"As such, these trends may suggest that we should be seeing more of these occur in children over time," he said.
However, there are positives when older men become fathers, Eisenberg noted. Generally, they are more likely to be stable, with better jobs and more resources, and perhaps most important, they are more likely to live with their children and help with child-rearing.
No need to worry -- yet
Magdalena Janecka, postdoctoral fellow at the Seaver Autism Center at the Icahn School of Medicine at Mount Sinai in New York, referred to the new study as "huge" in an email and said it offers "interesting insights into reproductive trends among different ethnicities and across the states." Janecka, who was not involved in the research, published her own study of older dads this year and found that the sons of older dads had, on average, better educational and career prospects.
Overall, the new study's findings "are in line with the trends observed in other Western countries," Janecka wrote in an email, citing data from the United Kingdom
indicating that average paternal age has risen from 30.6 years in 1991 to 33.2 in 2015.
However, the authors' explanation for this upward trend in the ages of fathers, "including increased use of contraception, increased entry of women into the labor force, and longer life expectancy, may not represent an exhaustive list of possible causes for older parental age," Janecka added.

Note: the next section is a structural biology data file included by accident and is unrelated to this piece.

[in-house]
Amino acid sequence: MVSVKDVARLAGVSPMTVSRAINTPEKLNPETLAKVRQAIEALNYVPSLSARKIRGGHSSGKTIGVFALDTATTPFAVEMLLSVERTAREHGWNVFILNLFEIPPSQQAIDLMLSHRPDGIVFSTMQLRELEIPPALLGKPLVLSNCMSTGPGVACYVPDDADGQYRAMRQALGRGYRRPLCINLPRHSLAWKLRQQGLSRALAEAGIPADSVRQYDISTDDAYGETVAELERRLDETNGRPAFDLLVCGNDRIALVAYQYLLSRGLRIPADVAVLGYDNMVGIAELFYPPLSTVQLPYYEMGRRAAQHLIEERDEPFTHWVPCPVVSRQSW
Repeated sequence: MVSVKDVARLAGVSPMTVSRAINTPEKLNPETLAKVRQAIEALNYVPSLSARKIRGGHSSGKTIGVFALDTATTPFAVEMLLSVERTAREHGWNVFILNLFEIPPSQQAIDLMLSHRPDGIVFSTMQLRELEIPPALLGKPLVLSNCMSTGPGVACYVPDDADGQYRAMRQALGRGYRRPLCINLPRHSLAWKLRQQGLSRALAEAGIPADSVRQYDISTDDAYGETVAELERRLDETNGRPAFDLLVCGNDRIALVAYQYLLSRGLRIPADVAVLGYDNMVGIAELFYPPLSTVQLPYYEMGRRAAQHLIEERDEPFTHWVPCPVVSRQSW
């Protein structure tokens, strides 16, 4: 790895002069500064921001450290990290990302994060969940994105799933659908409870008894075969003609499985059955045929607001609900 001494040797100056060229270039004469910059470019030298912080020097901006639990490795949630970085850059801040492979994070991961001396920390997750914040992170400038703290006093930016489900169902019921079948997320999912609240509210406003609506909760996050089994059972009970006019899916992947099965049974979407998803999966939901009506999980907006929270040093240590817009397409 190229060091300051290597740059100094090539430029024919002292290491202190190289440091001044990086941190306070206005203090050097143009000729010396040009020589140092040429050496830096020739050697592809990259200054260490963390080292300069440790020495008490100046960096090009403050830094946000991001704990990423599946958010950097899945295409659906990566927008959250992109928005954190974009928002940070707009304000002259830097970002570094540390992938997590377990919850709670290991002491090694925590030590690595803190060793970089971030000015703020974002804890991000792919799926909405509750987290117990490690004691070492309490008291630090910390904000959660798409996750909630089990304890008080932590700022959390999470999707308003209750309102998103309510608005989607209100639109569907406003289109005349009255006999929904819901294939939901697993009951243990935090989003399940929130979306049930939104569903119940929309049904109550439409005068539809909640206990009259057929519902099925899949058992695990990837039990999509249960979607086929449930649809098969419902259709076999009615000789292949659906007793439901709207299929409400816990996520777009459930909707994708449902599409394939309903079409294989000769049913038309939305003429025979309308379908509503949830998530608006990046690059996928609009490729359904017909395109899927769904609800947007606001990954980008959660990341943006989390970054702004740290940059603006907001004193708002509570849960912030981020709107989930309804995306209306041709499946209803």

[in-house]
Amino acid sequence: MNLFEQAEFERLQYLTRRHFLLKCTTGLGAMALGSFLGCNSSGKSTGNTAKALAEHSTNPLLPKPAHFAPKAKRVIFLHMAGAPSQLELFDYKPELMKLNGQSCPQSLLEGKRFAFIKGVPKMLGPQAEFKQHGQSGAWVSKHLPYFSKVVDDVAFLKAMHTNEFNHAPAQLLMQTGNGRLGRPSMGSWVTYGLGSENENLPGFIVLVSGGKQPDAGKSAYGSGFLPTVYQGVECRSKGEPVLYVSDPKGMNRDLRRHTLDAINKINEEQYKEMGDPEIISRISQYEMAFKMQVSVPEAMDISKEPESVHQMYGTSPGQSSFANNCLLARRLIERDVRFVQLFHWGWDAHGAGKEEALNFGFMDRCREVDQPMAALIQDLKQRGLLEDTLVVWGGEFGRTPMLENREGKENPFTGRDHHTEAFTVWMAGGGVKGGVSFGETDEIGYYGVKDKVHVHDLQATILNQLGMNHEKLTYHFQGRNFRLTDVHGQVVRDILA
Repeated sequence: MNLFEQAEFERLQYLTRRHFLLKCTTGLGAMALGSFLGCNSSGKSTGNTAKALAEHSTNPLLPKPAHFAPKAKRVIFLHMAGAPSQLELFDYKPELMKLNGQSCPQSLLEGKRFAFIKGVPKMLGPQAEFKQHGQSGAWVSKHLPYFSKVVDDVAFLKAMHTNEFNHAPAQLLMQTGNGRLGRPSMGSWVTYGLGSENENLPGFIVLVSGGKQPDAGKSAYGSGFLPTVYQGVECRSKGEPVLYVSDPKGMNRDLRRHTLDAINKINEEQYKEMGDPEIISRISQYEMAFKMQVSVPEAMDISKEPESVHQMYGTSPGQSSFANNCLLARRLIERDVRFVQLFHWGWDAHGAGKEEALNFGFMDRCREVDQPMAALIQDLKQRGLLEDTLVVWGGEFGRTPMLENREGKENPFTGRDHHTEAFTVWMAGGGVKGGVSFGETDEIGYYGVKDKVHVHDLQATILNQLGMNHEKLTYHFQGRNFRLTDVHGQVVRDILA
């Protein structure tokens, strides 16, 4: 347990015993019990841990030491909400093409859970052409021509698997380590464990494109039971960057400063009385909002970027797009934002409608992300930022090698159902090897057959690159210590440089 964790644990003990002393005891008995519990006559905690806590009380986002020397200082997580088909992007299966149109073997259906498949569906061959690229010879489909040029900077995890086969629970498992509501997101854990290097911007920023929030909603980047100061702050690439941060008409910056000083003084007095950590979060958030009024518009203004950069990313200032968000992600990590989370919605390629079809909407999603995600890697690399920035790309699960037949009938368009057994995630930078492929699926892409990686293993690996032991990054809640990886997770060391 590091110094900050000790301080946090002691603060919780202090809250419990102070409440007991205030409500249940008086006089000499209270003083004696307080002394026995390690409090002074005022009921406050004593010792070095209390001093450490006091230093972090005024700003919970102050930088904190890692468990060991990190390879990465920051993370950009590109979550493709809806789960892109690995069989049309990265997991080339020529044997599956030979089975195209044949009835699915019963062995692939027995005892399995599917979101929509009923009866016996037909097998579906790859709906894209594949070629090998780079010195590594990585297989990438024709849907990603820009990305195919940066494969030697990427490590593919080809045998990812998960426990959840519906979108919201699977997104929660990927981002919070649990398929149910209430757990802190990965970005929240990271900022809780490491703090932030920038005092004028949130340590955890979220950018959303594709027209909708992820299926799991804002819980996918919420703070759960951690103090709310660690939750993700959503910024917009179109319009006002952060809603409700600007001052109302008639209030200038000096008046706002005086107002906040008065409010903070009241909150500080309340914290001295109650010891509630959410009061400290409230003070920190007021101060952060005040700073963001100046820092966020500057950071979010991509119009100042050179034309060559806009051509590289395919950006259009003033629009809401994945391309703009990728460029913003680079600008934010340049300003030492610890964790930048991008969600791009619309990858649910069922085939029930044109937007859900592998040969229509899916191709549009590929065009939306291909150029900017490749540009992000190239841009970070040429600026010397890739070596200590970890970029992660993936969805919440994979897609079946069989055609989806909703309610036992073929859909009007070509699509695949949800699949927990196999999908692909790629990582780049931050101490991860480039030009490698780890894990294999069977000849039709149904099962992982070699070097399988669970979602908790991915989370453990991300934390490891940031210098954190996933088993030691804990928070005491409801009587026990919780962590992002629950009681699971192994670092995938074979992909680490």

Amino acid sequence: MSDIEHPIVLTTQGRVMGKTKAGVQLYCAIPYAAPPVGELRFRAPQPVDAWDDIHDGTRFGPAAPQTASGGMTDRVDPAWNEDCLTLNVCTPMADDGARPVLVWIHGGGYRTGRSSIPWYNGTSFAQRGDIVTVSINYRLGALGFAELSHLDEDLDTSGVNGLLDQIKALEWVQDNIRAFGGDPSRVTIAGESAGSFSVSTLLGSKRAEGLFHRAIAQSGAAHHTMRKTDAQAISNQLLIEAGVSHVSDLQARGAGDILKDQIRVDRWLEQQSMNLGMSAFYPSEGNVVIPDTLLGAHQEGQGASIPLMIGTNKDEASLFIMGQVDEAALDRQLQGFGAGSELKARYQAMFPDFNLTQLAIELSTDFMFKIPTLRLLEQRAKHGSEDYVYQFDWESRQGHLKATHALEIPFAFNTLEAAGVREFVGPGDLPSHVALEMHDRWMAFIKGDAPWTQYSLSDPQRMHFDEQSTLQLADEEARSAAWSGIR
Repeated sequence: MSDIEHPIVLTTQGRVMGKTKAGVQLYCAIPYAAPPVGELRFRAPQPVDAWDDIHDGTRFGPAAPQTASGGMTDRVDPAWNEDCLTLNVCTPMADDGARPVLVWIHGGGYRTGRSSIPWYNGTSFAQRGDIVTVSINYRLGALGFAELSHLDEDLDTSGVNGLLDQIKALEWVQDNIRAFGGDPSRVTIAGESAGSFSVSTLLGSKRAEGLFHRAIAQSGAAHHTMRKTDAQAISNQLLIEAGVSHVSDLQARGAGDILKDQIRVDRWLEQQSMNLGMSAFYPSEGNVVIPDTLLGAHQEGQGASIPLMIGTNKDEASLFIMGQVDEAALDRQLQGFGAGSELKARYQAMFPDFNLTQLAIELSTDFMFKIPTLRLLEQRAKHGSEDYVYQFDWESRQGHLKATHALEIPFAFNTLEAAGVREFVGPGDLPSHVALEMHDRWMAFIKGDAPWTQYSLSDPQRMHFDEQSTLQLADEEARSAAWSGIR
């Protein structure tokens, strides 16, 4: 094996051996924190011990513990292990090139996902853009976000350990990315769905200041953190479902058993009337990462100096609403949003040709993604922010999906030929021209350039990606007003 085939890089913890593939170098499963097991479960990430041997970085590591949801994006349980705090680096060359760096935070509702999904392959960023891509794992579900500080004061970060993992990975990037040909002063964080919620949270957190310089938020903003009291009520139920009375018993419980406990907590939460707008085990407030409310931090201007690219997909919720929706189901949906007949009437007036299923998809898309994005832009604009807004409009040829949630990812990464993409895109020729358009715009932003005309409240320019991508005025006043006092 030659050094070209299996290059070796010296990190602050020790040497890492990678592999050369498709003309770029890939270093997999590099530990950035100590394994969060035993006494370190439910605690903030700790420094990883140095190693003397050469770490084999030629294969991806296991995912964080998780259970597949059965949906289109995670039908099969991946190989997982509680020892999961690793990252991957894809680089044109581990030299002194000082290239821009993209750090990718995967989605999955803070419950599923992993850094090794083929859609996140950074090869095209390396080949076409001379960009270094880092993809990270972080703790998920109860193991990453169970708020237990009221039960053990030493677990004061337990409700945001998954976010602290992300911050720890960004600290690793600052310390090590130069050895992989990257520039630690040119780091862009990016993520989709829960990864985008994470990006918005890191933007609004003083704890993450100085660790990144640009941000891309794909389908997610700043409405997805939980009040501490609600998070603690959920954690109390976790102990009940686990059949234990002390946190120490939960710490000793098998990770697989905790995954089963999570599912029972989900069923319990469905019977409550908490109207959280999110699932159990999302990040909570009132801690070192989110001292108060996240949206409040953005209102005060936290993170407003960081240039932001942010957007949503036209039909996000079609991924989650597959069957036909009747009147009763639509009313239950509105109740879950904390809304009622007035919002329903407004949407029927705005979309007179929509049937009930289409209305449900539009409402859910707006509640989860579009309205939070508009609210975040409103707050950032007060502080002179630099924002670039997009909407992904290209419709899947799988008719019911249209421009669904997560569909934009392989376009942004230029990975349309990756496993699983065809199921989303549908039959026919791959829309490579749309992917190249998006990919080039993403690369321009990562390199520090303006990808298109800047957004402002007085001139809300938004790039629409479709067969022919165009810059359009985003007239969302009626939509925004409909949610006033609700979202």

"Such increase is not just a recent phenomenon," she explained. One historical study
found that the average paternal age in 18th- and 19th-century Sweden was 34.37 years, she wrote. "Similarly, in the UK, women's age at motherhood in 1938
was only a year lower than in 2013," with a dip occurring between those years, she said.
Speculating about underlying causes for the older ages of dads is difficult, she added, given that the new study does not include information about whether these older average ages resulted from delaying fatherhood or extending it.
When it comes to this upward trend in the age of fathers, Janecka does not believe worry is necessary -- at least not yet.
As she sees it, a number of negative outcomes have been reported -- including disorders like achondroplasia, a form of dwarfism, and autism -- but there are possible positive results, including higher IQ for the baby, which may occur when men become fathers at older ages, she wrote. "We still do not know to what extent those associations are due to the effects of age itself and to what extent due to age-independent traits of men who decide to delay fatherhood."
The role of maternal age with respect to these disorders is also unclear.
"One clear message" still emerges from the studies to date, Janecka said: "Contribution of paternal age to those disorders/traits is overall negligible and should not influence individuals' decisions about the timing of parenthood."